Tunisia: Ending Decades of Silence

Photo: Nasser Nouri
In a bid to curb criticism of Tunisia's transitional government, officials increase crackdowns against public opinions as the country prepares for elections in October.

Last year the Committee to Protect Journalists (CPJ) named Tunisia one of the most repressive country's in the Middle East and North Africa for journalists despite portraying a public image of being a place of liberalism and modernity.

For many Tunisians the success in bringing down the dictatorship of former president Zine el Abidine Ben Ali meant that twenty-three years of enforced rule had finally come to an end.

"A succession of many events over several years led to the 'Jasmine revolution'," said 24-year-old Asma in an interview with Her Blueprint. The sharing of information played a pivotal role in the Tunisian revolution because the strongest pillars of the Ben Ali system was censorship of information and it collapsed once he was unable to control it."

Following the country's successful uprising, Asma embarked on journey in pursuit of a career in journalism and dedicated her master's in cultural studies to focus on the Tunisian revolution and the various contribution of social media.

"Of course the international media put a lot of emphasis on social media during the revolt. Almost to the point that it was the hottest topic while other issues like social and economic woes, which were at the heart of the uprising. I mean in the end we were fighting for more freedoms, an end poverty and social injustice," she adds.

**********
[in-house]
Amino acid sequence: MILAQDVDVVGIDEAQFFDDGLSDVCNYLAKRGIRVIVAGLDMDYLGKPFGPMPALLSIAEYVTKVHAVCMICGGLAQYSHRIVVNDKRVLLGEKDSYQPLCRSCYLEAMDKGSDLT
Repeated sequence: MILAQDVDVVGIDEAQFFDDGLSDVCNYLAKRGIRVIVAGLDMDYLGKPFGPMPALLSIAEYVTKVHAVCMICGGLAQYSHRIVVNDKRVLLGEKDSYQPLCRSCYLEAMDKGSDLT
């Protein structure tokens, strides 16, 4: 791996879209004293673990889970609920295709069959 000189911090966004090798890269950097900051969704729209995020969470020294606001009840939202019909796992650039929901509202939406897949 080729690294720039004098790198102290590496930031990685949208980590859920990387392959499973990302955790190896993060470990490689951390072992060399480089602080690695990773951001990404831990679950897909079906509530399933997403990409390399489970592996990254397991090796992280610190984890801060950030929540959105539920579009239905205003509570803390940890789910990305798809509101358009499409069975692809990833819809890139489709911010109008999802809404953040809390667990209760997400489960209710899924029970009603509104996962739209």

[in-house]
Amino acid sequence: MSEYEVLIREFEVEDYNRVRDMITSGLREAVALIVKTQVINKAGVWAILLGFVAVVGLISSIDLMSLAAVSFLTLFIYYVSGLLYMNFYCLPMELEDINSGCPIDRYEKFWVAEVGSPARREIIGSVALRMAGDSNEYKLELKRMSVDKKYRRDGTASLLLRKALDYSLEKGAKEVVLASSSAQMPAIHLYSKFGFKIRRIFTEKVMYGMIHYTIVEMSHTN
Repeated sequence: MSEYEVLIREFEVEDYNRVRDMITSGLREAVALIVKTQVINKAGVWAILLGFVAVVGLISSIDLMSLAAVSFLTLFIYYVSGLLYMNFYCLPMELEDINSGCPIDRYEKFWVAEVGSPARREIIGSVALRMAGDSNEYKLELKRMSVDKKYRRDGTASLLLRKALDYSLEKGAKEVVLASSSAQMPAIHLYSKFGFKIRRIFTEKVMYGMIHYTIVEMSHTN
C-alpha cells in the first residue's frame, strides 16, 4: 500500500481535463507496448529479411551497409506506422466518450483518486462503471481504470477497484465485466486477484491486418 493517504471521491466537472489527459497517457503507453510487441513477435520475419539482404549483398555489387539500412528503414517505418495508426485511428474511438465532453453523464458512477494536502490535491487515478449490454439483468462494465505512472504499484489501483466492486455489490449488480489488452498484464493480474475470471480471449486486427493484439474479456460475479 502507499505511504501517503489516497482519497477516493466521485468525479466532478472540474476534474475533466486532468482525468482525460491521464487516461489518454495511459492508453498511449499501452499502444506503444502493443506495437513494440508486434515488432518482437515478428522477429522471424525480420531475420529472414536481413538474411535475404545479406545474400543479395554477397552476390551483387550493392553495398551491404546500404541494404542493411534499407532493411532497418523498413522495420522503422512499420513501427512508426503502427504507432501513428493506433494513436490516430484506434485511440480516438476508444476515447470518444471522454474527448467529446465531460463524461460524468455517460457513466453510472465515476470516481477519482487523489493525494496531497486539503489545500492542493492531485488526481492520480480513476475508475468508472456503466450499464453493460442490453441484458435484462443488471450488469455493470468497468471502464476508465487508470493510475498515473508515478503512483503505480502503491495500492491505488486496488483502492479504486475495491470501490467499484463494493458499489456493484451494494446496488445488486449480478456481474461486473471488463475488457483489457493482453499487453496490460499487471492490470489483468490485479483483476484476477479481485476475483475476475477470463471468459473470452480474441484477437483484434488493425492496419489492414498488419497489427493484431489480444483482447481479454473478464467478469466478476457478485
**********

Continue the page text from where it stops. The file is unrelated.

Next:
"However, one can't ignore the role of social media. It helped in sending messages and raising awareness amongst Tunisian citizens who had no idea of politics or what’s was happening in the country but thanks to social networks like Facebook and Twitter it helped to also spread Tunisia's situation to the rest of the world."

One aspect of the democratic changes is the introduction of a draft press law, which calls for reduced prison sentences for media professionals and scrapping government discretion in refusing to register newspapers.

"The only red lines we have now is our ethics to ensure that as journalists we remain biased, objective and stick to the facts without any extra interpretations," continues Asma.

"Despite these new freedoms there still remains a great level of censorship. The draft press law that is currently under debate continues to allow journalist to be imprisoned for up to five years for dozens of crimes like defamation. Actually all forms of mass communication are still under threat."

Tunisia's 23 October elections are aimed at creating a constituent assembly to reform the constitution, which was amended nine years ago after the Tunisian constitutional referendum of 2002. Many Tunisians remain in the dark over the fact that the country's first free elections are separate from parliamentary elections.

"As aspiring journalists we have a big responsibility because we control the kind of information that's being filtered to the public. In a way we're like educators," concludes Asma.